Late Blight, The Irish Potato Famine, and Paranoia

This is what it looks like.

So about a week ago I had to pull up and destroy what was left of my tomato crop.  Actually the majority of it because, as usual,  I got my plants out late and they were just beginning to come into production so I could start the canning process.  The culprit?  Late blight.

Then the other day I am at work watering the Mums when a gentleman come up to me with a plum tomato in his hand and said “Can you tell me what this is?“  Assuming he knew it was a plum tomato I looked at the stem end of the fruit and saw the classic Late Blight lesions.  I told him I was so sorry but it was Late Blight.  “Late Blight?  What’s that?  Can I eat it?”  I explained it was a fungal disease that affects potatoes and tomatoes and that the “good neighbor” thing to do was to pull up all his plants and throw them away.  Not in the compost.  Not out in the field next door but in big plastic garbage bags that go to the landfill.  I said it was wide-spread in our area again this year and that the recent wet weather was making it worse.  I told him it was airborne and could spread up to 40 miles on the wind.

He wanted to know what he could spray for it and I told him there were some organic alternatives but that it was too late for this crop as it was already infected and the sprays were only preventative.

He was disappointed and reluctant to believe that he had to destroy all his fruit.  I told him he could harvest any tomatoes that seemed unaffected and wait to see if the lesions appeared.  I advised not eating any that had the lesions.  Then he asked the $64,000 question.  “Where did it come from?”

When I asked him if he really wanted to hear the whole sad story he said yes he did.  After my recital of the nasty facts his only question was “Why no lawsuits?”  That is an excellent question.

So here are the facts as I understand them:  in 2009 a  southern grower who grows “sets” for distribution sent their plants to a grower in Maine.  These are small plants that when “grown out” in a local greenhouse become the tomato plants that you buy in big pots at Home Depot, Wal-Mart and other big box stores.  These sets were infected with the Late Blight Fungus.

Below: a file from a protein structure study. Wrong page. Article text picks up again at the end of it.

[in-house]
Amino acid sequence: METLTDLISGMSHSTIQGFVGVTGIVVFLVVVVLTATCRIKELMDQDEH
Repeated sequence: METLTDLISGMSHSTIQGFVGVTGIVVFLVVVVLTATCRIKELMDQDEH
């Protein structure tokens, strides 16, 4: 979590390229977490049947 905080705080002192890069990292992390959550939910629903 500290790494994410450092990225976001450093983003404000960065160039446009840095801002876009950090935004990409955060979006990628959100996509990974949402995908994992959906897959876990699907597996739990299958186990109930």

Late Blight is caused by phytophthora infestans, the same fungus that caused the Irish Potato Famine.

These infected plants got sold to unsuspecting home gardeners and the rest is tragedy.   In 2009 vegetable and potato farmers were devastated some losing their entire commercial crops.   Everyone tried hard to destroy all of their plant material and not over winter any of the spore.   Last year in 2010 we seemed to get a bit of a respite although there were scattered outbreaks.  I believe this is at least partly because so many small home gardeners were terribly discouraged and did not plant tomatoes that year.  Again this year with the dry June and July we seemed to be going to miss the bullet but then Irene blew in and we had a series of wet days and again the fungus got a foothold and spread like the wild fires in Texas.

TINFOIL HAT ALERT:  I try hard not to be paranoid; but as they say “just because you’re paranoid doesn’t mean their not out to get you!”;  but this is just too, too much.  Just as the economy crashes and people start to really get the “grow your own” ethos going they get hit with this pandemic.  It just seemed to me like the big boys (Wal-Mart for example)  saying “Oh no, little people don’t even think about trying to feed yourself.  Only we the big purveyors of sustenance are allowed to provide you with the food you need to live.”  Okay enough paranoia.  Draw your own conclusions.   If you do grow your own food try not to get discouraged .  There is lots of help out there if something is destroying your crop.    But keep that tinfoil handy.  You never know when you might need it.

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2 responses to this post.

  1. Posted by Muffy on September 21, 2011 at 5:19 PM

    This is fabulous! Good info and needs to be sent on.

    Reply

  2. Thanks, Muffy, not too paranoid, huh?

    Reply

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